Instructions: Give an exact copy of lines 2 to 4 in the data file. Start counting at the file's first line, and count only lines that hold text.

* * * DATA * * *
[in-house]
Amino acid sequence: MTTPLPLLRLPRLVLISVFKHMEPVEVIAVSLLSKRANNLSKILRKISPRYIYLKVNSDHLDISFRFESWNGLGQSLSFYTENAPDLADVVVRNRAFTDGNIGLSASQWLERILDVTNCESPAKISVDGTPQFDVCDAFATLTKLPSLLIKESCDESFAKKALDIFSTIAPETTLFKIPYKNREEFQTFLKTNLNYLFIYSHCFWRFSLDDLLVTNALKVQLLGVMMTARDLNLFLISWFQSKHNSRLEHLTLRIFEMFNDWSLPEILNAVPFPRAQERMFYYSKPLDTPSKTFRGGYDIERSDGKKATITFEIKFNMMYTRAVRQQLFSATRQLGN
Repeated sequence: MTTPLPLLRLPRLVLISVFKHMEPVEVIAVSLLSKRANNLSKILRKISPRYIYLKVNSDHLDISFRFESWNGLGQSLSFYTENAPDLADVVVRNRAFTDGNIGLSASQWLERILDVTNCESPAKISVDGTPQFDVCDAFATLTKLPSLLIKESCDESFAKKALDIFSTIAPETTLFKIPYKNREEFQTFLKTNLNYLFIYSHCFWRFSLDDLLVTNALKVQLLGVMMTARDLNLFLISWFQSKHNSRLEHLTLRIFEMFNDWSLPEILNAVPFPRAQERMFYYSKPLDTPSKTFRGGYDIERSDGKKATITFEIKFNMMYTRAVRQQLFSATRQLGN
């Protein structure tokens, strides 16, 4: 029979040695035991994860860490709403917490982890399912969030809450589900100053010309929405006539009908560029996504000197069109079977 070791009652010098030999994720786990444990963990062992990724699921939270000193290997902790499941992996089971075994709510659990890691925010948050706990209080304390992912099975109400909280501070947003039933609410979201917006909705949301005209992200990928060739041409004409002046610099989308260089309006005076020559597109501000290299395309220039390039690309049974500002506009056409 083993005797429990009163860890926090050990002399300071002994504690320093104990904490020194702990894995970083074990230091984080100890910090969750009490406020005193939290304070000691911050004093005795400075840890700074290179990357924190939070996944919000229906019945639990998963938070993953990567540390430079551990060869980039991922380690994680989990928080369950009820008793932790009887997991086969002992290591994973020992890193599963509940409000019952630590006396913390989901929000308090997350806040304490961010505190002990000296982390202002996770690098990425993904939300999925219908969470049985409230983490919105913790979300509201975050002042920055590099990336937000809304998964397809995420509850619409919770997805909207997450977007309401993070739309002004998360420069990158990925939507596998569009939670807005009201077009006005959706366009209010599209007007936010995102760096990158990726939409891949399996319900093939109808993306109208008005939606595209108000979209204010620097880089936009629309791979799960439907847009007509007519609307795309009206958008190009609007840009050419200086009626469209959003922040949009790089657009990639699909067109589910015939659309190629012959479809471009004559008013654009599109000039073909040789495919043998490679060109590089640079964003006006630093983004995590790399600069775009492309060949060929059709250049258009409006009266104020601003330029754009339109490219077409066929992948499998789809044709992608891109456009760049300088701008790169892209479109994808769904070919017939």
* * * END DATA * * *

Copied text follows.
Amino acid sequence: MTTPLPLLRLPRLVLISVFKHMEPVEVIAVSLLSKRANNLSKILRKISPRYIYLKVNSDHLDISFRFESWNGLGQSLSFYTENAPDLADVVVRNRAFTDGNIGLSASQWLERILDVTNCESPAKISVDGTPQFDVCDAFATLTKLPSLLIKESCDESFAKKALDIFSTIAPETTLFKIPYKNREEFQTFLKTNLNYLFIYSHCFWRFSLDDLLVTNALKVQLLGVMMTARDLNLFLISWFQSKHNSRLEHLTLRIFEMFNDWSLPEILNAVPFPRAQERMFYYSKPLDTPSKTFRGGYDIERSDGKKATITFEIKFNMMYTRAVRQQLFSATRQLGN
Repeated sequence: MTTPLPLLRLPRLVLISVFKHMEPVEVIAVSLLSKRANNLSKILRKISPRYIYLKVNSDHLDISFRFESWNGLGQSLSFYTENAPDLADVVVRNRAFTDGNIGLSASQWLERILDVTNCESPAKISVDGTPQFDVCDAFATLTKLPSLLIKESCDESFAKKALDIFSTIAPETTLFKIPYKNREEFQTFLKTNLNYLFIYSHCFWRFSLDDLLVTNALKVQLLGVMMTARDLNLFLISWFQSKHNSRLEHLTLRIFEMFNDWSLPEILNAVPFPRAQERMFYYSKPLDTPSKTFRGGYDIERSDGKKATITFEIKFNMMYTRAVRQQLFSATRQLGN
């Protein structure tokens, strides 16, 4: 029979040695035991994860860490709403917490982890399912969030809450589900100053010309929405006539009908560029996504000197069109079977 070791009652010098030999994720786990444990963990062992990724699921939270000193290997902790499941992996089971075994709510659990890691925010948050706990209080304390992912099975109400909280501070947003039933609410979201917006909705949301005209992200990928060739041409004409002046610099989308260089309006005076020559597109501000290299395309220039390039690309049974500002506009056409 083993005797429990009163860890926090050990002399300071002994504690320093104990904490020194702990894995970083074990230091984080100890910090969750009490406020005193939290304070000691911050004093005795400075840890700074290179990357924190939070996944919000229906019945639990998963938070993953990567540390430079551990060869980039991922380690994680989990928080369950009820008793932790009887997991086969002992290591994973020992890193599963509940409000019952630590006396913390989901929000308090997350806040304490961010505190002990000296982390202002996770690098990425993904939300999925219908969470049985409230983490919105913790979300509201975050002042920055590099990336937000809304998964397809995420509850619409919770997805909207997450977007309401993070739309002004998360420069990158990925939507596998569009939670807005009201077009006005959706366009209010599209007007936010995102760096990158990726939409891949399996319900093939109808993306109208008005939606595209108000979209204010620097880089936009629309791979799960439907847009007509007519609307795309009206958008190009609007840009050419200086009626469209959003922040949009790089657009990639699909067109589910015939659309190629012959479809471009004559008013654009599109000039073909040789495919043998490679060109590089640079964003006006630093983004995590790399600069775009492309060949060929059709250049258009409006009266104020601003330029754009339109490219077409066929992948499998789809044709992608891109456009760049300088701008790169892209479109994808769904070919017939």